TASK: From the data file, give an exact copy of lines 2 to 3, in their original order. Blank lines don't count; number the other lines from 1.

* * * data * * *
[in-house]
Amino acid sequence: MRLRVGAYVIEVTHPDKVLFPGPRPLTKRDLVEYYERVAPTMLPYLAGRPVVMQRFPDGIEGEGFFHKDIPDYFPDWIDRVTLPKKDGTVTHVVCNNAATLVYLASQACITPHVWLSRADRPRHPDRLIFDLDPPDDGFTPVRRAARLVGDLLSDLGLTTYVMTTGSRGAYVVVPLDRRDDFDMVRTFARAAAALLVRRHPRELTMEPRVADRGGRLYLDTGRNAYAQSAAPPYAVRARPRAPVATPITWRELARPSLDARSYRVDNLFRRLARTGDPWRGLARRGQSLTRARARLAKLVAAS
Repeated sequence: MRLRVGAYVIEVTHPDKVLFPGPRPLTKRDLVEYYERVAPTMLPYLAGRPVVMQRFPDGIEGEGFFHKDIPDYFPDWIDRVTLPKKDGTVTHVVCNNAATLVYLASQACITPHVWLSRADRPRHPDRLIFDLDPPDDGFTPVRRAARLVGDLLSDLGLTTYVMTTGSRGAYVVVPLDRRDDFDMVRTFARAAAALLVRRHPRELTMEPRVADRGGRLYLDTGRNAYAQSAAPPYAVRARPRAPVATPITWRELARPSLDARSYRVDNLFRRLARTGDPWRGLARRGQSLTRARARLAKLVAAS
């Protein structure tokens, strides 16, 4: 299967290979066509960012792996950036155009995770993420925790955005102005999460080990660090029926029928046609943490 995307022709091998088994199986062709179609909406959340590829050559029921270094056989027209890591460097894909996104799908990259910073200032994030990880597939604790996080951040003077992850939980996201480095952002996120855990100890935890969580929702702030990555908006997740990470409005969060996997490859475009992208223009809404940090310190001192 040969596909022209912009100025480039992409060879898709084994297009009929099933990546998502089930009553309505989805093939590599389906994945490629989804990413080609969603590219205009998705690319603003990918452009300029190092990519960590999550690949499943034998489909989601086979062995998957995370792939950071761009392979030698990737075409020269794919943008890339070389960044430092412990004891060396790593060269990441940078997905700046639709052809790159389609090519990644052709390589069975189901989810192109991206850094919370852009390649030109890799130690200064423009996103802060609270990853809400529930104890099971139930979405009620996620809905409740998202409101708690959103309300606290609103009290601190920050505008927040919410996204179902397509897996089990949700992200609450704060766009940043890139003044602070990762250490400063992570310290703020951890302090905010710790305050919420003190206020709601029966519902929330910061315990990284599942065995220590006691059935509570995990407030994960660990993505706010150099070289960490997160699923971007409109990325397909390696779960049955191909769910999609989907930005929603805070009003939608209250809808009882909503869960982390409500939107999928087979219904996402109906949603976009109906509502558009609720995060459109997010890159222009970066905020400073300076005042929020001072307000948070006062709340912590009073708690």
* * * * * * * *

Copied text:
Amino acid sequence: MRLRVGAYVIEVTHPDKVLFPGPRPLTKRDLVEYYERVAPTMLPYLAGRPVVMQRFPDGIEGEGFFHKDIPDYFPDWIDRVTLPKKDGTVTHVVCNNAATLVYLASQACITPHVWLSRADRPRHPDRLIFDLDPPDDGFTPVRRAARLVGDLLSDLGLTTYVMTTGSRGAYVVVPLDRRDDFDMVRTFARAAAALLVRRHPRELTMEPRVADRGGRLYLDTGRNAYAQSAAPPYAVRARPRAPVATPITWRELARPSLDARSYRVDNLFRRLARTGDPWRGLARRGQSLTRARARLAKLVAAS
Repeated sequence: MRLRVGAYVIEVTHPDKVLFPGPRPLTKRDLVEYYERVAPTMLPYLAGRPVVMQRFPDGIEGEGFFHKDIPDYFPDWIDRVTLPKKDGTVTHVVCNNAATLVYLASQACITPHVWLSRADRPRHPDRLIFDLDPPDDGFTPVRRAARLVGDLLSDLGLTTYVMTTGSRGAYVVVPLDRRDDFDMVRTFARAAAALLVRRHPRELTMEPRVADRGGRLYLDTGRNAYAQSAAPPYAVRARPRAPVATPITWRELARPSLDARSYRVDNLFRRLARTGDPWRGLARRGQSLTRARARLAKLVAAS